Locals still feel the aftershocks
As the housing downturn hit neighborhoods across the nation, the Rockbridge area was not immune.
In 2008 the number of foreclosures in Rockbridge County quadrupled compared to previous years. Many of those arose from subprime mortgage loans.
Rockbridge County Commissioner of the Revenue David Whitesell said that the county had 18 foreclosures last year. Before last year, he said, the foreclosure rate was steady at about four or five each year.
The Richmond-Times Dispatch reported on Jan. 15 that national foreclosure filings increased 81 percent from 2007 to 2008. In 2008, foreclosures were filed on 2.3 million properties.
Whitesell did not have specific data about each foreclosure in Rockbridge County. But Dennis Hawes, a real estate agent with Home Realty in Buena Vista, estimated that about half of the foreclosed properties he sold last year had had subprime mortgages.
Hawes, who specializes in the sale of foreclosed properties, said that in an average year, he handles about 80 percent of the foreclosed homes sold in Rockbridge County.
“The increase in foreclosures was a result of bad financial decisions across the board,” said Hawes. “These were loans that should have never been made in the first place.”
Subprime mortgages are loans to borrowers who would ordinarily not qualify for a mortgage, including those with the poorest credit ratings and lowest incomes. The loans often include a lower introductory interest rate that could shoot up to very high levels.
When the interest rates spike, subprime borrowers are often unable to make their payments, resulting in a foreclosure.
The lender – typically a bank or a mortgage company – may seize the property and attempt to sell it to cover the cost of the loan.
Though Whitesell refused to speculate on the number of foreclosures expected in 2009, Hawes estimated that this year would see as many foreclosures as 2008.
Some of Hawes’ foreclosed home sales happened because of the owners’ bad financial decisions. Many were foreclosed, he said, because the owner refinanced the home to cover other expenses.
Hawes noted that as a home’s property value increases, owners can refinance the loan based on the home’s added value. He said some homeowners refinanced their home for many times what the home was actually worth.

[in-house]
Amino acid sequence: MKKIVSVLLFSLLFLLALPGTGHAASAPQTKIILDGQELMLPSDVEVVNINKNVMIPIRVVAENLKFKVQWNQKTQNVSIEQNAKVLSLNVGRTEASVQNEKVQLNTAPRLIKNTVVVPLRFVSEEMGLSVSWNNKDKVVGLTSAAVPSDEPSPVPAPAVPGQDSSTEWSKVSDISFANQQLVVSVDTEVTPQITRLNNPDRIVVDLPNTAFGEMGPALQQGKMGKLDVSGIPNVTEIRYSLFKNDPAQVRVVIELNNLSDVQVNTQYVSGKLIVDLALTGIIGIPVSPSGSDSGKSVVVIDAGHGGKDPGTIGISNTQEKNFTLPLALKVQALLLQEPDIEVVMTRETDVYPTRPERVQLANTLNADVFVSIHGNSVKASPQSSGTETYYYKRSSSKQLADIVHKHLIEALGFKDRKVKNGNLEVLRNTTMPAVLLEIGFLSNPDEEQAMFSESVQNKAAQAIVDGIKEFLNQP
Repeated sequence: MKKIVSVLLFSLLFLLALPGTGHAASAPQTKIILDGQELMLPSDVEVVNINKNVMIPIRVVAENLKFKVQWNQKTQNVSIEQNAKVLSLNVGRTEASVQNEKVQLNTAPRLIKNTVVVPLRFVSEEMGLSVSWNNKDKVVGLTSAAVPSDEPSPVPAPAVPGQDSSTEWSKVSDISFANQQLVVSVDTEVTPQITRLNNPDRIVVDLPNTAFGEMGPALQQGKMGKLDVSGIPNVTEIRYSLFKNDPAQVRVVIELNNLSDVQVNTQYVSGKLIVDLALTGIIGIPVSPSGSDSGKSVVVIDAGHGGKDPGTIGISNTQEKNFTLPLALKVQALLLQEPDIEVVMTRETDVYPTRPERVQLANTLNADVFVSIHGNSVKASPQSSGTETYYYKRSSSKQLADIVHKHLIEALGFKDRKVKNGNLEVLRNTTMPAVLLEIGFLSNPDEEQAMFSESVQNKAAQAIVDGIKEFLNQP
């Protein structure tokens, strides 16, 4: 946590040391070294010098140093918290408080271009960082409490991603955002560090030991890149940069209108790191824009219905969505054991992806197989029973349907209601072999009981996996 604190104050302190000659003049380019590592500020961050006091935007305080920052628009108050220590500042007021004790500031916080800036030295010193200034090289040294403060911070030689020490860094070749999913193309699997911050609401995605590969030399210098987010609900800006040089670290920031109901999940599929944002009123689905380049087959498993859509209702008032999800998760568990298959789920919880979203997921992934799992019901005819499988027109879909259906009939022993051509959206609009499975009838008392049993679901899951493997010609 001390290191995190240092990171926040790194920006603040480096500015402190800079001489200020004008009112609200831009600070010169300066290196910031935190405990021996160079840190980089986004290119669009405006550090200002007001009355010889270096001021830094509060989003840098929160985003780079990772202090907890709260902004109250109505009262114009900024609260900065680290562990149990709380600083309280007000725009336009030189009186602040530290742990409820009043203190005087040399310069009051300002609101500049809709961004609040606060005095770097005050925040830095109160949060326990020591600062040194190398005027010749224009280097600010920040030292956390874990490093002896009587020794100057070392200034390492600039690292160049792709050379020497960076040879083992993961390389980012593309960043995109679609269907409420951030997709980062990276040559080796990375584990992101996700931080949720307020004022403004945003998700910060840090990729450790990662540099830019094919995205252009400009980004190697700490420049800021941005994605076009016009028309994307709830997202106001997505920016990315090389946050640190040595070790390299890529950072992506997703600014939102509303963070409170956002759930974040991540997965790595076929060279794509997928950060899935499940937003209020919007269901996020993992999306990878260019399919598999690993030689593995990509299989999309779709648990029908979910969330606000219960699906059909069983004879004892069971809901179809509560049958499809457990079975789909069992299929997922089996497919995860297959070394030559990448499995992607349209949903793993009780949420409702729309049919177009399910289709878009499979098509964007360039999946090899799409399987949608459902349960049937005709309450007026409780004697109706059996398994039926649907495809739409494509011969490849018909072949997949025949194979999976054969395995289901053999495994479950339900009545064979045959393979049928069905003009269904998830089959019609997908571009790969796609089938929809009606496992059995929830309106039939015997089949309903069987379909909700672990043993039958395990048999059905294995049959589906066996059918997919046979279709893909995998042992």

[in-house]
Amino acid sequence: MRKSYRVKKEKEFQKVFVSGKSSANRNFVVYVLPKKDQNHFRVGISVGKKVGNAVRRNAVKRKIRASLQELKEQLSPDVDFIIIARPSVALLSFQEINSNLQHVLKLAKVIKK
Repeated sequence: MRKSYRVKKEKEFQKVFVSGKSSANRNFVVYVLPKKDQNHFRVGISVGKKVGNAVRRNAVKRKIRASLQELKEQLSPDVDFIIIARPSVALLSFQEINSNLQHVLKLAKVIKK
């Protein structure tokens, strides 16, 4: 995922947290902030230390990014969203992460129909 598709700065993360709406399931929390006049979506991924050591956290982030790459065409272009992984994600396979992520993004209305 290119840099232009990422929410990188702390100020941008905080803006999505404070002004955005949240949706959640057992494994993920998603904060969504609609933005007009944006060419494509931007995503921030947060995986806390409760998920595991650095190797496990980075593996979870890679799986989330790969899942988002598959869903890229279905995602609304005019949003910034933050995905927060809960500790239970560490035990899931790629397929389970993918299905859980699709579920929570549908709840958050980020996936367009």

“[They] use the house as a piggy bank,” he said.
But Hawes said many factors can lead to a foreclosure.
In his 15 years with Home Realty, Hawes said, he had never seen a case where job loss led directly to a foreclosure. But with national unemployment now at a 16-year high of 7.2 percent in December 2008, he said he assumes that unemployment is playing a role in recent foreclosures.
While foreclosure can be a problem for homeowners, it can also affect home buyers. Uncertainty about job security could be preventing home purchases by many potentially qualified buyers, Hawes said.
Fewer buyers can mean more foreclosures, because people are unable to sell homes they can no longer afford.
A local businessperson who asked not to be identified owned a house built in a new subdivision as an investment. But the owner lost the house to foreclosure. When construction started three years ago, the now former owner said there were five prospective buyers, all of whom ultimately fell through.
One potential buyer was unable to get a loan amid the banking crisis, while the rest needed to sell their current homes, which they were unable to do.
Hawes, who is now representing the house, said the owner then rented it for $1,600 a month, while paying a monthly mortgage of $2,400. A year later, the rental market was flooded with unsold homes.
The owner called the bank upon realizing that it was impossible to carry the mortgage and was told the only option was foreclosure.
The house is currently listed at a price well below construction costs, the one-time owner said.
“Someone is going to get a really wonderful house at a very low cost out of this.”